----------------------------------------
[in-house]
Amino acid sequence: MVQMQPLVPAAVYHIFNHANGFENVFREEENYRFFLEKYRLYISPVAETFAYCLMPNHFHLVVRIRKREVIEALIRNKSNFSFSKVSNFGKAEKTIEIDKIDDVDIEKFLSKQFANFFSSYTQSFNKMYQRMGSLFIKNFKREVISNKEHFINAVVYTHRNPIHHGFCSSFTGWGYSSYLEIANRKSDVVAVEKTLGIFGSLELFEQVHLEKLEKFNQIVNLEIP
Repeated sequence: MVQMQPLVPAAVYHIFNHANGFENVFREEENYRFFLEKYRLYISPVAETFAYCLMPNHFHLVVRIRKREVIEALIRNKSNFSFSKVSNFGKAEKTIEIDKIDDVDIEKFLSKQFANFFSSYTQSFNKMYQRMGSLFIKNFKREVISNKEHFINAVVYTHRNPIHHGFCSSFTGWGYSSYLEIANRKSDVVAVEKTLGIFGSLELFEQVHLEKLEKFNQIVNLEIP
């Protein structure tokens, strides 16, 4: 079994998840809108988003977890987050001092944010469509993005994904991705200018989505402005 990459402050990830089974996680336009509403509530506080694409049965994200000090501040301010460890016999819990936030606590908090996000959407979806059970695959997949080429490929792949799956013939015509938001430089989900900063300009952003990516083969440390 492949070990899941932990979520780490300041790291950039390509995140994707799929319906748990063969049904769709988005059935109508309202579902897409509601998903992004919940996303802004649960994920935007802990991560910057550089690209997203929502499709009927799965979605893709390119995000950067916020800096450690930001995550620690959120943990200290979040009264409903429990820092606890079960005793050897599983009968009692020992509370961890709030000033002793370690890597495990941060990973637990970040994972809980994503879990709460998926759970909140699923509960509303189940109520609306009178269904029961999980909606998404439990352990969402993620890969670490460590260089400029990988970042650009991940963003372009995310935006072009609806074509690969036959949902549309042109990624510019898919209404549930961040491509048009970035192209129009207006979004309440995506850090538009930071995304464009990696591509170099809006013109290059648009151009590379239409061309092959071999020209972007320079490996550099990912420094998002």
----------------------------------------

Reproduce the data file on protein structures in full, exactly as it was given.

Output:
[in-house]
Amino acid sequence: MVQMQPLVPAAVYHIFNHANGFENVFREEENYRFFLEKYRLYISPVAETFAYCLMPNHFHLVVRIRKREVIEALIRNKSNFSFSKVSNFGKAEKTIEIDKIDDVDIEKFLSKQFANFFSSYTQSFNKMYQRMGSLFIKNFKREVISNKEHFINAVVYTHRNPIHHGFCSSFTGWGYSSYLEIANRKSDVVAVEKTLGIFGSLELFEQVHLEKLEKFNQIVNLEIP
Repeated sequence: MVQMQPLVPAAVYHIFNHANGFENVFREEENYRFFLEKYRLYISPVAETFAYCLMPNHFHLVVRIRKREVIEALIRNKSNFSFSKVSNFGKAEKTIEIDKIDDVDIEKFLSKQFANFFSSYTQSFNKMYQRMGSLFIKNFKREVISNKEHFINAVVYTHRNPIHHGFCSSFTGWGYSSYLEIANRKSDVVAVEKTLGIFGSLELFEQVHLEKLEKFNQIVNLEIP
């Protein structure tokens, strides 16, 4: 079994998840809108988003977890987050001092944010469509993005994904991705200018989505402005 990459402050990830089974996680336009509403509530506080694409049965994200000090501040301010460890016999819990936030606590908090996000959407979806059970695959997949080429490929792949799956013939015509938001430089989900900063300009952003990516083969440390 492949070990899941932990979520780490300041790291950039390509995140994707799929319906748990063969049904769709988005059935109508309202579902897409509601998903992004919940996303802004649960994920935007802990991560910057550089690209997203929502499709009927799965979605893709390119995000950067916020800096450690930001995550620690959120943990200290979040009264409903429990820092606890079960005793050897599983009968009692020992509370961890709030000033002793370690890597495990941060990973637990970040994972809980994503879990709460998926759970909140699923509960509303189940109520609306009178269904029961999980909606998404439990352990969402993620890969670490460590260089400029990988970042650009991940963003372009995310935006072009609806074509690969036959949902549309042109990624510019898919209404549930961040491509048009970035192209129009207006979004309440995506850090538009930071995304464009990696591509170099809006013109290059648009151009590379239409061309092959071999020209972007320079490996550099990912420094998002």